Columbia Memorial Hospital recently signed a new collaboration agreement with Oregon Health Science University that’s expected to help the hospital expand access to health care. The local hospital has developed other programs with OHSU during the past decade, including cancer care, cardiology, emergency medicine and general surgery. “CMH’s relationship with OHSU has allowed us to maintain at-risk services and add numerous new services during a turbulent time in the health care (continued)


Co-op's solar project wins Pacific Power Blue Sky grant

Astoria Co-op Grocery is among the 13 solar projects across Oregon, Washington and California to receive funding from Pacific Power customers who participate in the Blue Sky Block renewable energy program. Blue Sky grants will fund up to $1.2 million in renewable energy projects in 2019, bringing more than 1,055 kilowatts of new solar-powered energy online. Since 2006, Pacific Power Blue Sky Block option program participants have helped fund the installation of 113 community-based projects. (continued)


Seaside student makes dean's list

Summer Spell of Seaside was named to the dean’s list at Azusa Pacific University. Spell, a global studies major, was honored for fall semester 2018 and had an academic standing of 3.5 or better. Azusa Pacific is a Christian university in Southern California. (continued)

Columnists & Other Opinions

Senior Moments: Please don't sneeze on me

A big thank you (especially from us seniors) to those of you who are good enough to stay home when you have a sore throat, runny nose or cough. Whether it’s bacterial or viral pneumonia, it can be spread, the Mayo Clinic cautions. However, viral pneumonia is especially bad. Most of you (and us) know that we seniors are the most vulnerably and are at risk of congestive ailments. As a child, I was taught the adage, “When in doubt, don’t.” To sum up, please remain in the comfort of your (continued)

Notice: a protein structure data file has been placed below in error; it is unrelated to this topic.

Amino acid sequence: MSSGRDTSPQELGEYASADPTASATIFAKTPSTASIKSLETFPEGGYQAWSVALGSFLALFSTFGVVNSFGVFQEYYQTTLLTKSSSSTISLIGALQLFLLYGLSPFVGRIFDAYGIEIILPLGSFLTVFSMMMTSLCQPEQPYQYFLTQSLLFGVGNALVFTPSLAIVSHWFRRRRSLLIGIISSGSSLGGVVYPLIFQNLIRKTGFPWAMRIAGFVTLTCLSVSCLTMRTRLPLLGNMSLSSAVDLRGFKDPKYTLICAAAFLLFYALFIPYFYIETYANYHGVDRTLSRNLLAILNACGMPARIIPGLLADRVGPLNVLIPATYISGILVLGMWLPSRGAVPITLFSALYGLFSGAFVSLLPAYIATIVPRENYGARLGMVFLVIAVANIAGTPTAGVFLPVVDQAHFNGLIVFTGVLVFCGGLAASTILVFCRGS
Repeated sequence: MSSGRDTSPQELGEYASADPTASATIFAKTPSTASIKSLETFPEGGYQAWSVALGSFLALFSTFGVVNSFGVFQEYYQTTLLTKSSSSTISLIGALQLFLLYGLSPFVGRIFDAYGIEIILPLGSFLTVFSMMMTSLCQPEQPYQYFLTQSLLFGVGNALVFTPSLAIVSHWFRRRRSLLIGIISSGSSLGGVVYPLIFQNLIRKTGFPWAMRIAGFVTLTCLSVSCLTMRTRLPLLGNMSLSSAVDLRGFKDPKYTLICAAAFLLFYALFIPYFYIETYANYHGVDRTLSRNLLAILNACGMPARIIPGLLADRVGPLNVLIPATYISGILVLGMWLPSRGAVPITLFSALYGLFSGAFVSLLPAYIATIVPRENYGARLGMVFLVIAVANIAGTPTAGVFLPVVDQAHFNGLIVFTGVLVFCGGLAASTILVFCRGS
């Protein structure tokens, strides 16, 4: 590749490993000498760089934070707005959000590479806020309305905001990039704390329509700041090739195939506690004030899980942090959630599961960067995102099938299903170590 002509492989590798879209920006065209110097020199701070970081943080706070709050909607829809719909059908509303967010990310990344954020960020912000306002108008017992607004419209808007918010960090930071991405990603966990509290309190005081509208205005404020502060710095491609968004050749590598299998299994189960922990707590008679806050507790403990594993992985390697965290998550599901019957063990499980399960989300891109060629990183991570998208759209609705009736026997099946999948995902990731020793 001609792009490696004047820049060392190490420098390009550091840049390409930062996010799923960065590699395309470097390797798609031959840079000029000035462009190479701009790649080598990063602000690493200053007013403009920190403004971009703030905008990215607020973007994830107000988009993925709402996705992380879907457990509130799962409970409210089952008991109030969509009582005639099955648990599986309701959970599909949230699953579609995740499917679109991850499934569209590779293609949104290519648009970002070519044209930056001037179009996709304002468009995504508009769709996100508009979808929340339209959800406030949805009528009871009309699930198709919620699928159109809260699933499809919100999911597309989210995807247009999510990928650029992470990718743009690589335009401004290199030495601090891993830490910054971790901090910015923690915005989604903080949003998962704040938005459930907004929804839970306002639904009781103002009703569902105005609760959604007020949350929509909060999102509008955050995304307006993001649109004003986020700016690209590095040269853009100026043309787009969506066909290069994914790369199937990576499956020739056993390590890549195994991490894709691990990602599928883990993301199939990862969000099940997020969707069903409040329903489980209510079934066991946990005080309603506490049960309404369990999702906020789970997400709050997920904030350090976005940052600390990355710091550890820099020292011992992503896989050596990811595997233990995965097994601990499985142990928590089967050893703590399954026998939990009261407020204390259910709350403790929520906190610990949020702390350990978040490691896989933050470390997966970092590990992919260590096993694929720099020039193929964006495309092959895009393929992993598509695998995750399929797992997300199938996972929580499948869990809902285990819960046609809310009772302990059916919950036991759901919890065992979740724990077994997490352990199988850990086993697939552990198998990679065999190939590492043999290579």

Letter to the Editor: Thanks to those who served and who fly the flag

In September 2017, Veterans of Foreign Wars Fort Stevens Post 10580 began seeking citizens in Warrenton who were displaying the American flag on their homes and businesses. Since then, the post has awarded Patriotic Citizen Awards thanking them for their efforts. To date, we have issued 51 awards. The weather limits our ability to fly our flag in the appropriate manner 24-7. So I want to take this time to thank each of you for your strong feelings for your country and community. We will (continued)


Senior Moments: When happy hour comes early

It’s time to spring forward with all our clocks this weekend. I remember when we had to call the operator to get the correct time. Anyway, when we get up at 6 a.m., it will really be 5 a.m. because we put the clocks ahead one hour before we went to bed on Saturday night. I don’t drive after dark, but after the time change, I can stay out an hour later. A hint for us seniors: I get a discount on my car insurance for not driving after dark. You may want to research your perks if you don’t (continued)